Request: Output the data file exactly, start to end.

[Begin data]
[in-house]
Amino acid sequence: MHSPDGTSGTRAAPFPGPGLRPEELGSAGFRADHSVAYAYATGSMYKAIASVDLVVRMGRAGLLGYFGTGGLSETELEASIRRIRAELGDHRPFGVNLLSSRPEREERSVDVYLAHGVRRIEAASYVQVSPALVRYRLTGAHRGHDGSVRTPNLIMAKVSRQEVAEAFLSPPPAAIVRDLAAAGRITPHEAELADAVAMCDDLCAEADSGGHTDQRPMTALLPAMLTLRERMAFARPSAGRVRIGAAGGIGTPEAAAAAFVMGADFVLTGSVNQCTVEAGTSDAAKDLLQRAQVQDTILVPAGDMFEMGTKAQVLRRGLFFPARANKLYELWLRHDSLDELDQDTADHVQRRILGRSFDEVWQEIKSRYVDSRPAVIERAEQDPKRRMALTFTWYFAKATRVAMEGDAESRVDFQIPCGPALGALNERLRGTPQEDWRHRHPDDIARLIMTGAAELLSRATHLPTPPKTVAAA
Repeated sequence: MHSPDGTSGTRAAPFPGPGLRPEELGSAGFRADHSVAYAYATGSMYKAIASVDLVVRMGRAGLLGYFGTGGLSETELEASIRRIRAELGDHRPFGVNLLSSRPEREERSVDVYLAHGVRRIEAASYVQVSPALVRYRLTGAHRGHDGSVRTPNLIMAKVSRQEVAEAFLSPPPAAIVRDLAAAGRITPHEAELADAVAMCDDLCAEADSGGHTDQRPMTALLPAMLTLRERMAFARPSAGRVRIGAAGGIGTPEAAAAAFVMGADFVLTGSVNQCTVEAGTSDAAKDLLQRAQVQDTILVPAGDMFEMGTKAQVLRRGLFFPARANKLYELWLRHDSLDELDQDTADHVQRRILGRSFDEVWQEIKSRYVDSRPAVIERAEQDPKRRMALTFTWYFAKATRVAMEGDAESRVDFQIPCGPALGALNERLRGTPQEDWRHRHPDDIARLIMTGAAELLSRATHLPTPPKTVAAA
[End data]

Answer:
[in-house]
Amino acid sequence: MHSPDGTSGTRAAPFPGPGLRPEELGSAGFRADHSVAYAYATGSMYKAIASVDLVVRMGRAGLLGYFGTGGLSETELEASIRRIRAELGDHRPFGVNLLSSRPEREERSVDVYLAHGVRRIEAASYVQVSPALVRYRLTGAHRGHDGSVRTPNLIMAKVSRQEVAEAFLSPPPAAIVRDLAAAGRITPHEAELADAVAMCDDLCAEADSGGHTDQRPMTALLPAMLTLRERMAFARPSAGRVRIGAAGGIGTPEAAAAAFVMGADFVLTGSVNQCTVEAGTSDAAKDLLQRAQVQDTILVPAGDMFEMGTKAQVLRRGLFFPARANKLYELWLRHDSLDELDQDTADHVQRRILGRSFDEVWQEIKSRYVDSRPAVIERAEQDPKRRMALTFTWYFAKATRVAMEGDAESRVDFQIPCGPALGALNERLRGTPQEDWRHRHPDDIARLIMTGAAELLSRATHLPTPPKTVAAA
Repeated sequence: MHSPDGTSGTRAAPFPGPGLRPEELGSAGFRADHSVAYAYATGSMYKAIASVDLVVRMGRAGLLGYFGTGGLSETELEASIRRIRAELGDHRPFGVNLLSSRPEREERSVDVYLAHGVRRIEAASYVQVSPALVRYRLTGAHRGHDGSVRTPNLIMAKVSRQEVAEAFLSPPPAAIVRDLAAAGRITPHEAELADAVAMCDDLCAEADSGGHTDQRPMTALLPAMLTLRERMAFARPSAGRVRIGAAGGIGTPEAAAAAFVMGADFVLTGSVNQCTVEAGTSDAAKDLLQRAQVQDTILVPAGDMFEMGTKAQVLRRGLFFPARANKLYELWLRHDSLDELDQDTADHVQRRILGRSFDEVWQEIKSRYVDSRPAVIERAEQDPKRRMALTFTWYFAKATRVAMEGDAESRVDFQIPCGPALGALNERLRGTPQEDWRHRHPDDIARLIMTGAAELLSRATHLPTPPKTVAAA